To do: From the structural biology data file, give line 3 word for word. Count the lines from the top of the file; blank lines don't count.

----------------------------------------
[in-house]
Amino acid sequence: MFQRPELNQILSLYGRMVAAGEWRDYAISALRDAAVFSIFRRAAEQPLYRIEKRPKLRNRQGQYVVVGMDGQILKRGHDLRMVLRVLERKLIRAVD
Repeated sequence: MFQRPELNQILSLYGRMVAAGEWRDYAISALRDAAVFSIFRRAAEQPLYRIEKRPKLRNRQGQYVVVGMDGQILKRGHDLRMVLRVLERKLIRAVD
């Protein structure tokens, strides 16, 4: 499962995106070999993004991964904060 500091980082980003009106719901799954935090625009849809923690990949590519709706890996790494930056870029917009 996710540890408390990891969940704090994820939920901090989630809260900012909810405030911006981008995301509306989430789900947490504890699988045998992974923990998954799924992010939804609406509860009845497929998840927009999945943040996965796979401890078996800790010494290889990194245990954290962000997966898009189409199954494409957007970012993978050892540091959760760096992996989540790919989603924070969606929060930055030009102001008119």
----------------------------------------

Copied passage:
Repeated sequence: MFQRPELNQILSLYGRMVAAGEWRDYAISALRDAAVFSIFRRAAEQPLYRIEKRPKLRNRQGQYVVVGMDGQILKRGHDLRMVLRVLERKLIRAVD